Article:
Normal is not listening to people compare anything in their life to this loss, unless they too have lost a child. NOTHING. Even if your child is in the remotest part of the earth away from you - it doesn't compare. Losing a parent is horrible, but having to bury your own child is unnatural.

Normal is taking pills, and trying not to cry all day, because I know my mental health depends on it.

Normal is realizing I do cry everyday.

Normal is disliking jokes about death or funerals, bodies being referred to as cadavers, when you know they were once someone's loved one.

Normal is being impatient with everything and everyone, but someone stricken with grief over the loss of your child.

Normal is sitting at the computer crying, sharing how you feel with chat buddies who have also lost a child.

Normal is feeling a common bond with friends on the computer in England, Australia, Canada, the Netherlands and all over the USA, but yet never having met any of them face to face.

Normal is a new friendship with another grieving mother, talking and crying together over our children and our new lives.

Normal is not listening to people make excuses for God. "God may have done this because..." I love God, I know that my baby is in heaven, but hearing people trying to think up excuses as to why healthy babies were taken from this earth is not appreciated and makes absolutely no sense to this grieving mother.

Normal is being too tired to care if you paid the bills, cleaned the house, did laundry or if there is any food.

Normal is wondering this time whether you are going to say you have one child or none, because you will never see this person again and it is not worth explaining that my baby is in heaven. And yet when you say you have no children to avoid that problem, you feel horrible as if you have betrayed your baby.

Normal is avoiding McDonald's and Burger King playgrounds because of small, happy children that break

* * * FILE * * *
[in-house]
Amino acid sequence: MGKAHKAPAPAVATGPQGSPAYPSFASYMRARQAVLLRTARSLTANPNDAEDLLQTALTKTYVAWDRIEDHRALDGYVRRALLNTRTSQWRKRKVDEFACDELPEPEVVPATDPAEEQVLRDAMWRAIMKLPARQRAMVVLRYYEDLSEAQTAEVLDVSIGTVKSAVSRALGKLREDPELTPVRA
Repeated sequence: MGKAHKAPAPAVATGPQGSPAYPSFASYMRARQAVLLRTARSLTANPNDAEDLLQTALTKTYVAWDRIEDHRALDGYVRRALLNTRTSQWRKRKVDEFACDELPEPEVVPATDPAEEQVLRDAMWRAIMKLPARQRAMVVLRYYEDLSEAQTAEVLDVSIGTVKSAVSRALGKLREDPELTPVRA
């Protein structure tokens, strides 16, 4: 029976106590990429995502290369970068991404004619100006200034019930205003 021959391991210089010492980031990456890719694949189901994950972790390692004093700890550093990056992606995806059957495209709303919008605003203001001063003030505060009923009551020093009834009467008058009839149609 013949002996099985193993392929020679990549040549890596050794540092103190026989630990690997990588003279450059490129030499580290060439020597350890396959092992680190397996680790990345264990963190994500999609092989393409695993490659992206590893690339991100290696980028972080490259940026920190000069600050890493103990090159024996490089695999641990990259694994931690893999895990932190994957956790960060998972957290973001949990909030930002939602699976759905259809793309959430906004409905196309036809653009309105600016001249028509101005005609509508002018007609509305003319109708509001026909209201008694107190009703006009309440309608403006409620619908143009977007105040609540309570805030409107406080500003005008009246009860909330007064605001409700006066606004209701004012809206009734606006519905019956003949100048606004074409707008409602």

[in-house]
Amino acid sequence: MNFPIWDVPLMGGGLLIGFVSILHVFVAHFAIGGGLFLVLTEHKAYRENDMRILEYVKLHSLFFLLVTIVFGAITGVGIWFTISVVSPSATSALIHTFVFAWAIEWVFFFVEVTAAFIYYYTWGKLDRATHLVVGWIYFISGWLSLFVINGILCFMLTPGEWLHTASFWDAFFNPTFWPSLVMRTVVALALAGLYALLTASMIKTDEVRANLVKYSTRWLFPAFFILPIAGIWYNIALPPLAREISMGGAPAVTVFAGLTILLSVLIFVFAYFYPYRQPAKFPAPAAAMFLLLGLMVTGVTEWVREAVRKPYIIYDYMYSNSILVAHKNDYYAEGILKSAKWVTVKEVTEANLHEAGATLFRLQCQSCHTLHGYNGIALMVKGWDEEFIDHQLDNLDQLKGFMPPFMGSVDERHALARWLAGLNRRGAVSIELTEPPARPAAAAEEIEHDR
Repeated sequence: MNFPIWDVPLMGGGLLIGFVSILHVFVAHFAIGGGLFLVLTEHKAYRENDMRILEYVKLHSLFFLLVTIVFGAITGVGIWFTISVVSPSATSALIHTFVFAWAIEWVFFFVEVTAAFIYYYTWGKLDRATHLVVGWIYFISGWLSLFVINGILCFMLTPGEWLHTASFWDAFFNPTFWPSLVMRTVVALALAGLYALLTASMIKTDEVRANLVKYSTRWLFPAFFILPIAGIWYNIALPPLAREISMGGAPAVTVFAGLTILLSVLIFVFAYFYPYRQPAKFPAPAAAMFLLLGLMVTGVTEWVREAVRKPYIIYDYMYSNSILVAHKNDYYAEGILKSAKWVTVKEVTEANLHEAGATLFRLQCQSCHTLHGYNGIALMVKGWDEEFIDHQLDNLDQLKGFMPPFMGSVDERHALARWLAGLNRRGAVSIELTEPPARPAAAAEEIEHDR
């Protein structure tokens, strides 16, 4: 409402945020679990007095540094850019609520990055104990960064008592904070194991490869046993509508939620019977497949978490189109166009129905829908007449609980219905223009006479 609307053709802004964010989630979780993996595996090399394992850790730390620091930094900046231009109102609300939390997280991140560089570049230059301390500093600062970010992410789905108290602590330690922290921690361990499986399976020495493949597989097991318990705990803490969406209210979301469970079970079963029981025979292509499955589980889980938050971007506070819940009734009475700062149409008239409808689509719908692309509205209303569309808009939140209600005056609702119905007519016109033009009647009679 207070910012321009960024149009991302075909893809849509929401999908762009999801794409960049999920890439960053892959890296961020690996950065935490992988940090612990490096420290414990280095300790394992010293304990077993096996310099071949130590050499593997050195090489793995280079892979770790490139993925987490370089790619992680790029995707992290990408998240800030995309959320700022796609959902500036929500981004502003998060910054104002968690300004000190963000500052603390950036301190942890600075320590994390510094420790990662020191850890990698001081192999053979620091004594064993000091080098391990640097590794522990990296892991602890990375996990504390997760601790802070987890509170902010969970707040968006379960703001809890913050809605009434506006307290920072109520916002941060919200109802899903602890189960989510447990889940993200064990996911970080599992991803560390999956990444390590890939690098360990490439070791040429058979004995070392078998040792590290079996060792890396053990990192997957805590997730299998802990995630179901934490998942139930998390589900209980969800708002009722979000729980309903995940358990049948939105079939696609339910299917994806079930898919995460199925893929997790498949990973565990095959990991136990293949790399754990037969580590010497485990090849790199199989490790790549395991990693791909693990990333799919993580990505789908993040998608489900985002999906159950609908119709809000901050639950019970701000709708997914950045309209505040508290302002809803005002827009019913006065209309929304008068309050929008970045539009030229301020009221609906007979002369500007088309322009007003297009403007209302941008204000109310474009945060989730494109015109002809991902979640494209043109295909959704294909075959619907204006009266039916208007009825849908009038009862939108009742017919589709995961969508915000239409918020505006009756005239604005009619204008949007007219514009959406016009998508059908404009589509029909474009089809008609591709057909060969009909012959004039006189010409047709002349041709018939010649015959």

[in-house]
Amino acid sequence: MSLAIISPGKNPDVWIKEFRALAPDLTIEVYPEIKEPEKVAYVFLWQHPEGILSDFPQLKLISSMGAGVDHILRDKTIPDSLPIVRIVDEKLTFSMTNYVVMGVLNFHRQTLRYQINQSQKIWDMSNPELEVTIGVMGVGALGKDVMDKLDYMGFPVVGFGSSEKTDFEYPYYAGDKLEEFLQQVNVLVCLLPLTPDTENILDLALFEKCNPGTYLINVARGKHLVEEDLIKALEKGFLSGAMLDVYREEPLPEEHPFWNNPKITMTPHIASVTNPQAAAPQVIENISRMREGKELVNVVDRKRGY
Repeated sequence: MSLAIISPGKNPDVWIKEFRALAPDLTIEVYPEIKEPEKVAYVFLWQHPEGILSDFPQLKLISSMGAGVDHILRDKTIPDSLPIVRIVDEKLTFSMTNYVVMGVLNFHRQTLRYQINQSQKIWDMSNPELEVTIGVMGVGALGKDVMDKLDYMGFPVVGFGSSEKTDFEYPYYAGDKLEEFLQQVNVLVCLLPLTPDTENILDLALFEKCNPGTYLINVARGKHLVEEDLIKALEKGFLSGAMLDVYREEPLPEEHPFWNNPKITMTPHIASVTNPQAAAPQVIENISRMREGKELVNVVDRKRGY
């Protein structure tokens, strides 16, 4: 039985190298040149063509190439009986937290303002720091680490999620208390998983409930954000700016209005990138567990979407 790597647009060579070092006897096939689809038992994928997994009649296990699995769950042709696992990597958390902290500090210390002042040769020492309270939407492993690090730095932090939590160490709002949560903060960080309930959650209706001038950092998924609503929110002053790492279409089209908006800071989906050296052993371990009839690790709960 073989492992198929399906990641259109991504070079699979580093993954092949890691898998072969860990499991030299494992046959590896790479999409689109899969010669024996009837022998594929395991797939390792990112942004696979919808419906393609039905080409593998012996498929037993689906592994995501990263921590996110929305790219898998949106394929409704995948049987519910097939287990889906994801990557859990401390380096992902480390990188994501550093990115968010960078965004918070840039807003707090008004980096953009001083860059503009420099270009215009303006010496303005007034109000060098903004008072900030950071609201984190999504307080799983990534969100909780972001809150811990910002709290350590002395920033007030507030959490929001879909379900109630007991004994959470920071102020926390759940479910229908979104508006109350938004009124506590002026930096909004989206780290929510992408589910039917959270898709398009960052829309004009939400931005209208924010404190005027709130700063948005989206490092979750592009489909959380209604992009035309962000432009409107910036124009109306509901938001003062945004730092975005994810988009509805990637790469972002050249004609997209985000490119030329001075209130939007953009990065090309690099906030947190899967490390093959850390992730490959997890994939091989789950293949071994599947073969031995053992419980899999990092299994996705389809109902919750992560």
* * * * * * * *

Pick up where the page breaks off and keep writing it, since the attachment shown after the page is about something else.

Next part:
your heart when you see them.

Normal is asking God why he took your child's life instead of yours and asking if there even is a God.

Normal is knowing I will never get over this loss, in a day or a million years.

And last of all, Normal is hiding all the things that have become "normal" for you to feel, so that everyone around you will think that you are "normal".

Wednesday, July 7, 2010

Heavy Heart

My heart has just been so heavy lately. I don't know why it is that I miss you so much. Every single time I think I finally have it together something happens to just make me realize that this is forever and is unpredictable at best. Trying to explain the pain in my heart is just so very difficult since it is not like a cut or broken bone that will heal with time.

It is so hard for me to know you are going to be a big brother but you will have to do that from heaven and not here. We will have to be the ones to tell your little brother or sister all about you and how great you were and what you mean to us. This is just not the way that I pictured life for us all. Tears stream down my face at least once a day because I just don't know what to do or how to make the pain end. I know it will be the day I am with you again but that just seems so very far away.